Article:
The goldfields in Nigeria have undergone severe artisanal workings that target both of the primary quartz-gold reefs and their related occurrences of alluvial in the absence of any systematic exploration and development. Nigeria’s officially documented gold production began in 1913 and reached its peak between 1933 and 1943, when roughly 1.4t of gold was produced. Due to abandoned of mines by largely colonial businesses, gold production dropped as the Second World War was ongoing and never recovered. The Nigerian Mining Corporation started prospecting for gold there in the early 1980s, but due to a lack of funding, it was unable to continue. Despite the vast potential, gold exploration received little attention due to petroleum’s discovery and subsequent economic domination in Nigeria.
Occurrence, Geological setting and Mineralization
Gold is found in Nigeria in primary veins, alluvial and eluvial placer deposits, and in various locations along schist belts in the northwest and southwest of the nation. The schist belts in northwest and southwest Nigeria’s Maru, Anka, Malele, Tsohon Birnin Gwari-Kwaga, Gurmana, Bin Yauri, and Iperindo regions are all connected, have the most significant occurrences (Beyond these big places, there are a number of smaller occurrences). The upper Proterozoic fine-grained clastic, politic schists, phyllites, banded iron formations, marble, and amphibolites with imprints of the Kibaran and Pan-African tectonic processes make up the lithologies of the contained schist belts. With fewer quantities of volcanic rocks, the metamorphism within the belt is characterised by green schist facies grading into amphibolite, particularly in the older gneiss-migmatite-quartzite complex. Primary gold mineralization frequently occurs in quartz veins of various lithologies in the schist belt; these veins can have a variety of morphologies, such as bedding concordant veins or discordant vein systems. It is typical to find mineralized wall rocks next to well-known veins, and these rocks could include fine-grained sulphide minerals.
The Maru schist belt has the most significant two historic gold mines. The schistosity planes are frequently exploited by the shear zone that spans a quartzite-schist series and hosts Duki Mine. Past miners reportedly mined the mineralization, which appears to consist of gold-quartz veins, with a striking length of more than 1 km, leaving behind a sequence of collapsed N-S-trending workings with no mineralization exposed on the surface. Recent drilling by the Nigerian Geological Survey Agency (NGSA) has demonstrated the persistence of the quartz-gold-sulfide veins beneath the historic workings. A two-subparallel quartz vein system makes up Maraba, the other historic gold mine in Maru. Because of the severity of past mining, there are no in situ exposures, the only remnants of mineralization are tourmaline and chlorite in altered wall rocks and quartz floats. The Malele area is in the Maru schist belt’s most southern region. An N-E trending line of gold-quartz veins that cut through both chlorite schist and biotite-gneiss is where gold mineralization occurs (Garba 2013). Today, a number of sub-parallel surface workings represents the series of veins, with the vein exposures being infrequently seen. The schists, quartzites and phyllites of the schist belt are the hosts of several historic gold mines in the Anka area. According to the extent of previous workings, individual veins or reefs rarely have a strike length more than 0.5 km and are consistent with the foliation of the host rock.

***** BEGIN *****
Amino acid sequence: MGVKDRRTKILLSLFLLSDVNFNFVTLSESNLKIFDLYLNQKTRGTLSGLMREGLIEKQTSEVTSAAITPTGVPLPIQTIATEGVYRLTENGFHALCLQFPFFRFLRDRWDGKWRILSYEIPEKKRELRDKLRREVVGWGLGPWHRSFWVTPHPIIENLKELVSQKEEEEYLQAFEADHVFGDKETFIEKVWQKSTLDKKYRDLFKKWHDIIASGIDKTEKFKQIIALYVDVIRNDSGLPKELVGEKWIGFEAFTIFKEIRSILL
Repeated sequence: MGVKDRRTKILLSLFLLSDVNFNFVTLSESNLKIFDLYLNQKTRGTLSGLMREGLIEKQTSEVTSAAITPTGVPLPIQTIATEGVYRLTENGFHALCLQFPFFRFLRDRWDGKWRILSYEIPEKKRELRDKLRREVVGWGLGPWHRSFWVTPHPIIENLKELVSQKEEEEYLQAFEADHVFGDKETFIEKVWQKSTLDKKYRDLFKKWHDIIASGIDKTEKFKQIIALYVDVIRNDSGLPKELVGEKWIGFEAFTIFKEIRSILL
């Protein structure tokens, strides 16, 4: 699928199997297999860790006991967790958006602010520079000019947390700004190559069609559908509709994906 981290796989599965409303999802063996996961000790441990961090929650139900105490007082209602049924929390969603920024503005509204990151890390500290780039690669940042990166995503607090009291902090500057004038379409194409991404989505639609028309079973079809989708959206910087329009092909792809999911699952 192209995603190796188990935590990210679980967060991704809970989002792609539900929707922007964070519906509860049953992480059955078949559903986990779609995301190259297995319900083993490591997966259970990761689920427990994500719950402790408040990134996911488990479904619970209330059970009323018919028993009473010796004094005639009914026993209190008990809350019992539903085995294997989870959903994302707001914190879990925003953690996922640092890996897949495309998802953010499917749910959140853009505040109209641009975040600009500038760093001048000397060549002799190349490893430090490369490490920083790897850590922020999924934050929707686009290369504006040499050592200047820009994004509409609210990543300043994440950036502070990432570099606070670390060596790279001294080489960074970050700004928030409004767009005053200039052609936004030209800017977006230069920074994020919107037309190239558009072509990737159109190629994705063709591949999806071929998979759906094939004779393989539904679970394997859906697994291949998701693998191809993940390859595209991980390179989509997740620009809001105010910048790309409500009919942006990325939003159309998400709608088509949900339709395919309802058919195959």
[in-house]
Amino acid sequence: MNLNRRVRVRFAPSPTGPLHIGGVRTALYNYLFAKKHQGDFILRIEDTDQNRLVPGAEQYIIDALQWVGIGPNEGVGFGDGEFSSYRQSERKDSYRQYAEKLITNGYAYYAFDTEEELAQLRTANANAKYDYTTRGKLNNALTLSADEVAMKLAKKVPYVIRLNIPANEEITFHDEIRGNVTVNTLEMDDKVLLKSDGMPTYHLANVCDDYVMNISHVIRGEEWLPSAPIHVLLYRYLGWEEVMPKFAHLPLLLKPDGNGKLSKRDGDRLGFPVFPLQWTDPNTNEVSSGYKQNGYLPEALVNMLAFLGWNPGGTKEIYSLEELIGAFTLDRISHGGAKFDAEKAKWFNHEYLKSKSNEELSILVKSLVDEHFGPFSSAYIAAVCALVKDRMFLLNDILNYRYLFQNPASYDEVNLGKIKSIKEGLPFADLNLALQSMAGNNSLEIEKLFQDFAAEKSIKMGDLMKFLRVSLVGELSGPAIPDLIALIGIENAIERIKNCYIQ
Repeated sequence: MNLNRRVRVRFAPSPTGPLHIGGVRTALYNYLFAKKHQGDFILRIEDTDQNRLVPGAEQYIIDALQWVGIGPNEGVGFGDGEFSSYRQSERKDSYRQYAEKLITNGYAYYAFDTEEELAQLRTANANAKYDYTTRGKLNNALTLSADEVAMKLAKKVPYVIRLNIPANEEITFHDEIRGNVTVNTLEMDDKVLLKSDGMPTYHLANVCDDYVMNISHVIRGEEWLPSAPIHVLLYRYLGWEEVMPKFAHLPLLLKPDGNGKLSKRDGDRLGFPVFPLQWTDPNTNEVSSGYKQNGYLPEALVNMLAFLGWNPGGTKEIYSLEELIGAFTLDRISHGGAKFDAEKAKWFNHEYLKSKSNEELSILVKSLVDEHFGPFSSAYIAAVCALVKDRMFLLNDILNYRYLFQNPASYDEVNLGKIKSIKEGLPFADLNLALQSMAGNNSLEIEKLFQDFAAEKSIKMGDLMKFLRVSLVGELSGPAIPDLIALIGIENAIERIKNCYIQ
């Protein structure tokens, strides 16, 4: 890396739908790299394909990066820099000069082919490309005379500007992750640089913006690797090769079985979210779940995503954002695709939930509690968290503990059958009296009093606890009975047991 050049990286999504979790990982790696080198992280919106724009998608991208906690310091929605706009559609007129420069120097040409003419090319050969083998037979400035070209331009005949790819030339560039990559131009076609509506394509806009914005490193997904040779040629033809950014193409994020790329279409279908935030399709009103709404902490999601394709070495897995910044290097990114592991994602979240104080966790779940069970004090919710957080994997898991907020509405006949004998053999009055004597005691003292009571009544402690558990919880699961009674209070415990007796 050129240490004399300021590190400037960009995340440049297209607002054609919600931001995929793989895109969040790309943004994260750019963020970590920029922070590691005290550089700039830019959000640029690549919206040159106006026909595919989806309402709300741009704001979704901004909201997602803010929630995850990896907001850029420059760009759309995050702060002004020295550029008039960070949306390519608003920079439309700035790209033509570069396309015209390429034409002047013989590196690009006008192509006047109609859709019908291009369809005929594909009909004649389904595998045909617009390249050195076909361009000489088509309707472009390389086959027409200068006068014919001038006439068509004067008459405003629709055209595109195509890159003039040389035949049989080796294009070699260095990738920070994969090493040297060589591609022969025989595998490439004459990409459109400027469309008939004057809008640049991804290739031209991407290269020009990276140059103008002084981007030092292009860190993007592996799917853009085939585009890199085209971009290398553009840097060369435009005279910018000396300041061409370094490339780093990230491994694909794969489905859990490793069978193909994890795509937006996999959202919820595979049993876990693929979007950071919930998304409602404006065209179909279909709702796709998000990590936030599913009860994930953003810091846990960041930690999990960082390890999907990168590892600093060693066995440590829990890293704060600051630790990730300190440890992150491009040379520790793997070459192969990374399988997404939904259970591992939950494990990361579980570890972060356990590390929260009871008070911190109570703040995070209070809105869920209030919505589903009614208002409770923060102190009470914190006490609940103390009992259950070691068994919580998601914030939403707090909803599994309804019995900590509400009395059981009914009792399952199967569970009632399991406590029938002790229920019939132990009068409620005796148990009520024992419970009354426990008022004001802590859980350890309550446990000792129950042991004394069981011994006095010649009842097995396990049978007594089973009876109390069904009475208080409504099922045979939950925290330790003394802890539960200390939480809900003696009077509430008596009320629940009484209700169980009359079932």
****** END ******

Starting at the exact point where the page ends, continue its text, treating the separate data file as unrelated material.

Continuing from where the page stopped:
The Kushaka schist belt contains the Kwaga and Tsohon Birnin Gwari gold sites. Pyrite is primarily present there, with lesser amounts of galena, magnetite, pyrrhotite, sphalerite, and chalcopyrite. Gold-quartz reefs and their altered wall rocks have been sampled relatively recently through recent core drilling and mining exposures close to the surface. The Kushaka schist belt’s furthest southernmost region contains the Gurmana area of gold mineralization. Quartz-sulfide veins and gneisses are the two main types of gold mineralization. The gold-quartz-sulphide veins rarely run deeper than a few tens of metres. At the intersection of a pan-African granodiorite batholith invading phyllites and tourmalinites of the Zuru schist belt in Bin Yauri, Northwestern Nigeria, a brittle fault zone is cutting through hornfels, produces a gold-sulphide-carbonate quartz vein. The schist belt of Egbe-Isanlu in southwest Nigeria contains the gold-mining region of Okolom-Dogondaji. N-S and N-E- shear zones that are trending and cut gneisses, schists, and amphibolites, are the host of a number of gold-quartz veins. Southwest Nigeria’s Ilesha schist belt is home to the Old Gold Mine at Iperindo. The Iperindo mineralization is currently characterised by parallel old working that extends 900 metres or so in an N-E direction, and it consists of a succession comprises carbonate-quartz veins that are auriferous confined by a secondary fault within mica schist and biotite gneiss.
Garba, I., (2003) Geochemical characteristics of mesothermal gold mineralisation in the Pan-African (600 ± 150 Ma) basement of Nigeria, Applied Earth Science, 112:3, 319-325, DOI: 10.1179/037174503225003143
Gbadebo, A.M., Ekwue, Y.A. (2014) Heavy metal contamination in tailings and rocksamples from an abandoned goldminein southwestern Nigeria. Environ Monit Assess 186, 165–174 (2014). https://doi.org/10.1007/s10661-013-3363-4
Mr. Aliyu Mohammed Lawan is a Lecturer II in the Department of Geology, Skyline University Nigeria. He holds a Master’s degree in Applied Geophysics from Ahmadu Bello University Zaria and a Bachelor’s degree in Geology from the University of Maiduguri.